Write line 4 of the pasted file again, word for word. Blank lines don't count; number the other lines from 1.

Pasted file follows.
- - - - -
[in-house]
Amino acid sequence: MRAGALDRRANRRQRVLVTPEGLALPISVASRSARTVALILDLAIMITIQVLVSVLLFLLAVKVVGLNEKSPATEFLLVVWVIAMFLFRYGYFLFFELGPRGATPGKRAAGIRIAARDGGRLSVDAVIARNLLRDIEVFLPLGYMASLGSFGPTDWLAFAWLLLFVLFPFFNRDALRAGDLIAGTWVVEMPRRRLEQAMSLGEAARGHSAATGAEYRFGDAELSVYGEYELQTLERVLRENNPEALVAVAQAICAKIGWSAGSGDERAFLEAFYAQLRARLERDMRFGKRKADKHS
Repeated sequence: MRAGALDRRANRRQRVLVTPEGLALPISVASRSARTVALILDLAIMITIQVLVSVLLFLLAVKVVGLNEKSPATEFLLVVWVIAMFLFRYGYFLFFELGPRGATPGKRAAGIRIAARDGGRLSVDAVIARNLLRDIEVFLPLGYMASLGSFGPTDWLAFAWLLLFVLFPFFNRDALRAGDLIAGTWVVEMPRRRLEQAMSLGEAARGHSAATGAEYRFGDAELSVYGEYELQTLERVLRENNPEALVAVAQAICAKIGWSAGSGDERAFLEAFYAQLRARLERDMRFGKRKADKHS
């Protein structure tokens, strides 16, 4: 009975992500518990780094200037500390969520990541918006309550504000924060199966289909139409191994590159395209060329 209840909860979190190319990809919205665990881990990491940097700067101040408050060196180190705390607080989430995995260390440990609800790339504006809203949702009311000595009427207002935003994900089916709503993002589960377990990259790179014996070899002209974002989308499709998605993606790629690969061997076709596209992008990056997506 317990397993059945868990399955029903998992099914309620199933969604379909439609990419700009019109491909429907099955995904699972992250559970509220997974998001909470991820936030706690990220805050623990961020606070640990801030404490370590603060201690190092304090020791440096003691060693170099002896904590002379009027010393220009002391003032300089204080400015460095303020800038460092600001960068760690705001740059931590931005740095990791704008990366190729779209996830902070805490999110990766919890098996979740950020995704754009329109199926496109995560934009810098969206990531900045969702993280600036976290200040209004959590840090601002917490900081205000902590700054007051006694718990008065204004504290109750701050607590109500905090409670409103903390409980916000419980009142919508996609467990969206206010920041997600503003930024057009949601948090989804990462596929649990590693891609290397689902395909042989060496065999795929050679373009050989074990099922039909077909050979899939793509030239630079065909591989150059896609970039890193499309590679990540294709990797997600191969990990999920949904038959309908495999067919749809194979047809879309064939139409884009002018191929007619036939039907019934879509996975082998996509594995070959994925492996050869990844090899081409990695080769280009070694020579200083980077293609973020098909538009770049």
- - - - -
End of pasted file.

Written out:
């Protein structure tokens, strides 16, 4: 009975992500518990780094200037500390969520990541918006309550504000924060199966289909139409191994590159395209060329 209840909860979190190319990809919205665990881990990491940097700067101040408050060196180190705390607080989430995995260390440990609800790339504006809203949702009311000595009427207002935003994900089916709503993002589960377990990259790179014996070899002209974002989308499709998605993606790629690969061997076709596209992008990056997506 317990397993059945868990399955029903998992099914309620199933969604379909439609990419700009019109491909429907099955995904699972992250559970509220997974998001909470991820936030706690990220805050623990961020606070640990801030404490370590603060201690190092304090020791440096003691060693170099002896904590002379009027010393220009002391003032300089204080400015460095303020800038460092600001960068760690705001740059931590931005740095990791704008990366190729779209996830902070805490999110990766919890098996979740950020995704754009329109199926496109995560934009810098969206990531900045969702993280600036976290200040209004959590840090601002917490900081205000902590700054007051006694718990008065204004504290109750701050607590109500905090409670409103903390409980916000419980009142919508996609467990969206206010920041997600503003930024057009949601948090989804990462596929649990590693891609290397689902395909042989060496065999795929050679373009050989074990099922039909077909050979899939793509030239630079065909591989150059896609970039890193499309590679990540294709990797997600191969990990999920949904038959309908495999067919749809194979047809879309064939139409884009002018191929007619036939039907019934879509996975082998996509594995070959994925492996050869990844090899081409990695080769280009070694020579200083980077293609973020098909538009770049």